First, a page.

Among other things, Donald Trump has promised to stop China from "raping" the U.S. if elected.
"We're like the piggy bank that's being robbed," he said this week. "We have the cards. We have a lot of power with China."
Now that Trump is the presumptive GOP nominee, China is debating what this all means.
In the course of doing so, they've come up with an amazing nickname for the candidate:
In China’s social media, Trump is transliterated into “Chuan-pu” or “Tang-Chuang-Po,” both of which sound funny and disrespectful in Mandarin. The former literally means “Sichuan-style Mandarin” and the latter “Donald Breaking Bed.” Chinese internet users gave Trump these nicknames mostly because they believed that Trump was just a joke and had absolutely no chance of getting elected.
This week, the Global Times, the English language website run by the People's Daily, asked eight Chinese scholars to comment on how a Trump victory would affect the country's relationship with the U.S.
Most doubt he can win, and dismiss his anti-China rhetoric as electioneering.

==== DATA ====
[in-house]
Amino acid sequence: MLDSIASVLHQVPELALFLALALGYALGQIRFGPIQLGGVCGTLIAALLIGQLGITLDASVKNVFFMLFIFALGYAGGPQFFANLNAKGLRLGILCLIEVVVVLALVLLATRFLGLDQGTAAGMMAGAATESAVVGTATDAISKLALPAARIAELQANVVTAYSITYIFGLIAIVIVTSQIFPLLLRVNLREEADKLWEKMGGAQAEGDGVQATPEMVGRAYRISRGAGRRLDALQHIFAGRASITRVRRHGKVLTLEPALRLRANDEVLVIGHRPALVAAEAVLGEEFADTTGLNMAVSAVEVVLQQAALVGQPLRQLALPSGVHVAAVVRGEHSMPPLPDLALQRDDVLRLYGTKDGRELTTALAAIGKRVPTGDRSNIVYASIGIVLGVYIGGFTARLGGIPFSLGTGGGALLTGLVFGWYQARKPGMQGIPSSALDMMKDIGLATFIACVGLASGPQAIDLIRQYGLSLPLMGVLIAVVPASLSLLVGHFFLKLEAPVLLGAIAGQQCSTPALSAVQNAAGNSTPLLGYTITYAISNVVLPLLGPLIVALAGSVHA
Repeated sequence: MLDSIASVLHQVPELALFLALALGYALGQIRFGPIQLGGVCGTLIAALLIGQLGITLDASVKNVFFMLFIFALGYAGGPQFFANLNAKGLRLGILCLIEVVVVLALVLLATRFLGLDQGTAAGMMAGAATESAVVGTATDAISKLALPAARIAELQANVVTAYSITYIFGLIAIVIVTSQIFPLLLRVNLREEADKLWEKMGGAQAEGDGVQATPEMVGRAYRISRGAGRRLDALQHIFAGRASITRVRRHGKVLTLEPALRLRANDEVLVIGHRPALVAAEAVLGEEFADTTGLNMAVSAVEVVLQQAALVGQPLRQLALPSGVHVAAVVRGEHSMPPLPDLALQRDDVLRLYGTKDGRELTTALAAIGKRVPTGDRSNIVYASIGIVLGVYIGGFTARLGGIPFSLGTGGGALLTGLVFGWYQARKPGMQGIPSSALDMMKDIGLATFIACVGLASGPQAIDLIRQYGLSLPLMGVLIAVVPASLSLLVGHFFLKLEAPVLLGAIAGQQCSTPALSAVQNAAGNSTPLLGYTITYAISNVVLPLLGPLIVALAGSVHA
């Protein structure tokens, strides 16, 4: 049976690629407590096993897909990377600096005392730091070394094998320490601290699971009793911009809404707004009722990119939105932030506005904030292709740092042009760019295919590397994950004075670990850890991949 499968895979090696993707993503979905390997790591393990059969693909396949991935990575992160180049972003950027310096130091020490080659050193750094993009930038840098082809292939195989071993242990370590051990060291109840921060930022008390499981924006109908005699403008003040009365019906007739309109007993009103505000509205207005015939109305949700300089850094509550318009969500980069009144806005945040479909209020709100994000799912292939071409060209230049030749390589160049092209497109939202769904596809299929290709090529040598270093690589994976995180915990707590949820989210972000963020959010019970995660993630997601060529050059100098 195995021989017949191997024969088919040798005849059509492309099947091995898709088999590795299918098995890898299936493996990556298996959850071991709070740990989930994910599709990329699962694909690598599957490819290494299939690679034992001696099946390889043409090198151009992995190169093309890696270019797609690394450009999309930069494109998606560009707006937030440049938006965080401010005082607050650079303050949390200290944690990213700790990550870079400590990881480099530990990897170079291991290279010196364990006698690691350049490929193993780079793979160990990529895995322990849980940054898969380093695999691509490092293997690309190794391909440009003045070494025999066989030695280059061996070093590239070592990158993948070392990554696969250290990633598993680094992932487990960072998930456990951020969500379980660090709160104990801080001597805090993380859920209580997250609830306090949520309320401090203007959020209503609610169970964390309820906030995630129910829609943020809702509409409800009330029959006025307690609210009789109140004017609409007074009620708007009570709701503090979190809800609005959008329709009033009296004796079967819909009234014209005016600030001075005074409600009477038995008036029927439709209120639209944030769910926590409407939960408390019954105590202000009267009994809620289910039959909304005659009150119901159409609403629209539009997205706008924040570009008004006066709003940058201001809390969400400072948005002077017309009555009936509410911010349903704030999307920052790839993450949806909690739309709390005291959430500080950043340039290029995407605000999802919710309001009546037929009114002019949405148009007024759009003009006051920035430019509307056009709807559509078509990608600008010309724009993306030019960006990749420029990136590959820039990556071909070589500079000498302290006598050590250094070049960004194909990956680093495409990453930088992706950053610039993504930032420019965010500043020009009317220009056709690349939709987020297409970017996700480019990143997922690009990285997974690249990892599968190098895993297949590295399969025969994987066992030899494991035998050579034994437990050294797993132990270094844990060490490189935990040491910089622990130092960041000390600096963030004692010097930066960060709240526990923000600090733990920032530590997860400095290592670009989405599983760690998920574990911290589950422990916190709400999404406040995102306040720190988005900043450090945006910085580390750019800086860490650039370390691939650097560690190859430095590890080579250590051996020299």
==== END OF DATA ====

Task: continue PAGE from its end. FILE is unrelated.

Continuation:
"Many of Trump's speeches against China are mere claptrap," said Zhao Minghao, a research fellow at the Charhar Institute and an adjunct fellow at the Chongyang Institute for Financial Studies. "Trump said the U.S. is 'going to lose $500 billion in terms of trade' to China. The figure isn't correct. The U.S. trade deficit last year was $366 billion with China…If the U.S. uses radical trade polices against China, this will not only hurt the interests of U.S. consumers and enterprises, but also impair the whole global trade system."
Jia Qingguo, the dean of the School of International Studies at Peking University, said he does not view Trump as being able to win over "mainstream" voters. But if he does manage to win, the Chinese could warm to him.
"It seems that Chinese citizens prefer Trump to Clinton," he said. "This is understandable as the latter has criticized China a number of times over the cyber security, human rights and so forth. Trump, on the other hand, is a mystery to Chinese. Although he has expressed dissatisfaction with the current U.S. China policies, he looks forward to strengthening ties with China as well."
Rob covers business, economics and the environment for Fusion. He previously worked at Business Insider. He grew up in Chicago.